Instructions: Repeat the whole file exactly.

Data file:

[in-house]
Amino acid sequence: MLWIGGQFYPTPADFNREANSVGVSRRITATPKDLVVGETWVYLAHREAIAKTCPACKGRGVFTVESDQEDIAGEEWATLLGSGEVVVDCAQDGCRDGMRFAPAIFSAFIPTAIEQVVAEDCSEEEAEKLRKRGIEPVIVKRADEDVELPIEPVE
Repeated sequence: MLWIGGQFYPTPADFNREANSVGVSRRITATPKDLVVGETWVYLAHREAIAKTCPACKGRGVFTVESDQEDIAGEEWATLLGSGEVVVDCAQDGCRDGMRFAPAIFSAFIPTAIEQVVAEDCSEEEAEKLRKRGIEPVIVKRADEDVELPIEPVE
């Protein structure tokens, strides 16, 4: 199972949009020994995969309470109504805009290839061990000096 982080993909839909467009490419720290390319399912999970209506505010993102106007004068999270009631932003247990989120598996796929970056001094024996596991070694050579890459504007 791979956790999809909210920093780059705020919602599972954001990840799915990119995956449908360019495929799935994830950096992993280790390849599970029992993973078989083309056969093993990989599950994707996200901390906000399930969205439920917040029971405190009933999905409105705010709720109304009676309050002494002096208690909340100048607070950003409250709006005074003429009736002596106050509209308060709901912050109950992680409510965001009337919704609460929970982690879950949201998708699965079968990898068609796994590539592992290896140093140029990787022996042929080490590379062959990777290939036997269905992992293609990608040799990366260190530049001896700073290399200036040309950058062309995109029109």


[in-house]
Amino acid sequence: MLWIGGQFYPTPADFNREANSVGVSRRITATPKDLVVGETWVYLAHREAIAKTCPACKGRGVFTVESDQEDIAGEEWATLLGSGEVVVDCAQDGCRDGMRFAPAIFSAFIPTAIEQVVAEDCSEEEAEKLRKRGIEPVIVKRADEDVELPIEPVE
Repeated sequence: MLWIGGQFYPTPADFNREANSVGVSRRITATPKDLVVGETWVYLAHREAIAKTCPACKGRGVFTVESDQEDIAGEEWATLLGSGEVVVDCAQDGCRDGMRFAPAIFSAFIPTAIEQVVAEDCSEEEAEKLRKRGIEPVIVKRADEDVELPIEPVE
């Protein structure tokens, strides 16, 4: 199972949009020994995969309470109504805009290839061990000096 982080993909839909467009490419720290390319399912999970209506505010993102106007004068999270009631932003247990989120598996796929970056001094024996596991070694050579890459504007 791979956790999809909210920093780059705020919602599972954001990840799915990119995956449908360019495929799935994830950096992993280790390849599970029992993973078989083309056969093993990989599950994707996200901390906000399930969205439920917040029971405190009933999905409105705010709720109304009676309050002494002096208690909340100048607070950003409250709006005074003429009736002596106050509209308060709901912050109950992680409510965001009337919704609460929970982690879950949201998708699965079968990898068609796994590539592992290896140093140029990787022996042929080490590379062959990777290939036997269905992992293609990608040799990366260190530049001896700073290399200036040309950058062309995109029109």